Hi Ho, the artistic life.
I had very divergent feelings about Just Kids
, Patti Smith's National-Book-Award-winning memoir about her friendship with Robert Mapplethorpe. There were times that I felt moved by the beauty of her writing, and others in which I found her to be nothing more than another spoiled, entitled kid who got where she got to, talented or not, because of connections. It is not that Smith arrived in NYC with a list of names and numbers. But she did have the good fortune to encounter a knight in shining armor who had a prodigous artistic drive and the good looks to attract a series of male gateways to the New York arts scene.
There is no doubt about the deep connection Smith formed with Robert Mapplethorpe, famed photographer to-be. They were not only lovers, but bffs. And that continued long after they stopped sharing a bed.
Smith takes us on a journey through the gritty and some not-so-gritty portions of the New York arts scene, offering glimpses of the many, many people she and Mapplethorpe met. It is a veritable who's who, including bits and pieces on Jimi Hendrix, Janis Joplin, Sam Shepherd, Andy Warhol, Wiliam Burroughs, and a cast of hundreds. I never got the impression that Smith was name-dropping. She was as amazed as any aspiring artist might be at finding herself among so many notables. One downside to this is that so many shining lights speed by like houses at night as seen from a train. I would have liked it had she gone into a little (or a lot) more detail on more of these luminaries. She certainly does reinforce the image of the Chelsea Hotel as a cauldron of creativity in its day.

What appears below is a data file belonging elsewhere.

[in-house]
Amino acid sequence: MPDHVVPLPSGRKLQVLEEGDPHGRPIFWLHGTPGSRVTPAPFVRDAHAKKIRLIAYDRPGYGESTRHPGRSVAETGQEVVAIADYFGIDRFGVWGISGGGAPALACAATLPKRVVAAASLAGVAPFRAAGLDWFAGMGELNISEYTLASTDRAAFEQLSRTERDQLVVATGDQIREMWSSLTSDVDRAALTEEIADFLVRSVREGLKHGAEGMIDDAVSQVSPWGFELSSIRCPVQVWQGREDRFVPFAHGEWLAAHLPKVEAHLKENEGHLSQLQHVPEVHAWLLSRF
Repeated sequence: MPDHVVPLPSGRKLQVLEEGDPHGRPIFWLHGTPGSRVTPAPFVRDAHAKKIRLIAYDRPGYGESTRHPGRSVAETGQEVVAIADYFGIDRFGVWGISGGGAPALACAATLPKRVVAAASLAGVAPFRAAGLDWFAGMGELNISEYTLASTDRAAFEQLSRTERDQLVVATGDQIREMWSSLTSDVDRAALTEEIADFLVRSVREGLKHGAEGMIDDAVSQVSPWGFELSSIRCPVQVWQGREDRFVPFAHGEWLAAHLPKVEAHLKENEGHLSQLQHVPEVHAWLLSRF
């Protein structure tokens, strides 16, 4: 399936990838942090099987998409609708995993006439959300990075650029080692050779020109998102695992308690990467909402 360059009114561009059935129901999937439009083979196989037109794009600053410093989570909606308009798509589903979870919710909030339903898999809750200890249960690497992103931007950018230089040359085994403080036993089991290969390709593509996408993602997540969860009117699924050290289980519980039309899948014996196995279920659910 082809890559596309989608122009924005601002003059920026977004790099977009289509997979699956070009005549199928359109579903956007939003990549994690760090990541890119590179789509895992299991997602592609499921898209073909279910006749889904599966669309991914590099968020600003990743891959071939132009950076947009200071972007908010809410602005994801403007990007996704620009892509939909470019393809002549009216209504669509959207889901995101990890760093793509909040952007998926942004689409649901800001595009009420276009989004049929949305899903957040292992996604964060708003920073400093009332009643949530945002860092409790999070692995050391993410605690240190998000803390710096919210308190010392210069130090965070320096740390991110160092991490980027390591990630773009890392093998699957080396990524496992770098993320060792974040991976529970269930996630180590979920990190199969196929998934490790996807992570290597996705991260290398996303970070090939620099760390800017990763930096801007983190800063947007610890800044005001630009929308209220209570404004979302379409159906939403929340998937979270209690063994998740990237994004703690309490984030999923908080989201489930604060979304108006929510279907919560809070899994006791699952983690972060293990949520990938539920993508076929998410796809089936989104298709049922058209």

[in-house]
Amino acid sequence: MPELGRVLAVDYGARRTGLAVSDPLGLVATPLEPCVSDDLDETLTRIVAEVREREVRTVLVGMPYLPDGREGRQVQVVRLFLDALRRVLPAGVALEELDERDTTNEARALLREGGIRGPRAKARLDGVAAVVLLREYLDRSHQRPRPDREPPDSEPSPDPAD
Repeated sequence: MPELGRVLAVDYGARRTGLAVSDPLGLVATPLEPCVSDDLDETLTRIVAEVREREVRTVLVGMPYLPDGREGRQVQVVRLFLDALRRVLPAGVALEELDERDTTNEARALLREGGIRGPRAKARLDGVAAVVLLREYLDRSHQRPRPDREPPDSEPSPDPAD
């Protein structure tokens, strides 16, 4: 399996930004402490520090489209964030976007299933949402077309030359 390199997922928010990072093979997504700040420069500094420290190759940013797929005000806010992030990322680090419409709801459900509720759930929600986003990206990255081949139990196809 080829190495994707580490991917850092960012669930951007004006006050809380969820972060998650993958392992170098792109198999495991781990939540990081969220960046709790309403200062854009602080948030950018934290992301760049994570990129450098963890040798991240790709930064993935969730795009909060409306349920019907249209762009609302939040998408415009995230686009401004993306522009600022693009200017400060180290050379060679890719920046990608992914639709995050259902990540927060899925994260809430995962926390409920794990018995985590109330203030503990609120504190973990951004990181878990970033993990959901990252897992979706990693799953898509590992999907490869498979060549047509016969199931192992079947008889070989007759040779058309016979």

The story of her arrival in New York, meeting Mapplethorpe and struggling to get by is worth the price of admission, a real look at what it means to be a starving artist. And that is not just a glib turn-of-phrase, as Patti, at times, made use of the five-finger discount in order to eat. It is also fun to read about how she and Robert trolled discount stores for materials they would use to make jewelry or incorporate into other artistic projects.
Despite the minimal physical mileage traversed here, Just Kids is a bit of a road story. Instead of crossing continents, she and Mapplethorpe cross from obscurity to fame, from outsiders to insiders, from fellow travellers (in a very non-political sense) to lovers to soulmates
I was surprised at a few things. Ok, look at almost any photo of Patti Smith and tell me with a straight face that she doesn't make you think of the Calvin Klein ideal of physical appearance. Yet, when she appeared in a play as a person with drug issues she was completely uncomfortable pretending to shoot up. Even her director was shocked at her lack of hard drug experience. A little weed here and there does not give one that lovely Ginger Baker look. A diet sprinkled with stolen food contributed for sure, but nature sculpted that body, not dark substances. I was also surprised--having come to the book with no familiarity with Smith beyond her recording of “Because the Night”--about the diversity of her artistry, running from drawing to poetry, to playwrighting, to acting, and so on.
I have read better memoirs, and I do not think this should have won the National Book Award. But there is no missing the real feeling she communicates, the love she and Mapplethorpe had for each other. Her writing is good, sometimes better than good, and you will not be disappointed. But for many, the lifestyles presented here might be discomfiting, the willingness to engage in hustling, thievery, and very open relationships make the artistic world Smith and Mapplethorpe inhabited a decidedly acquired taste.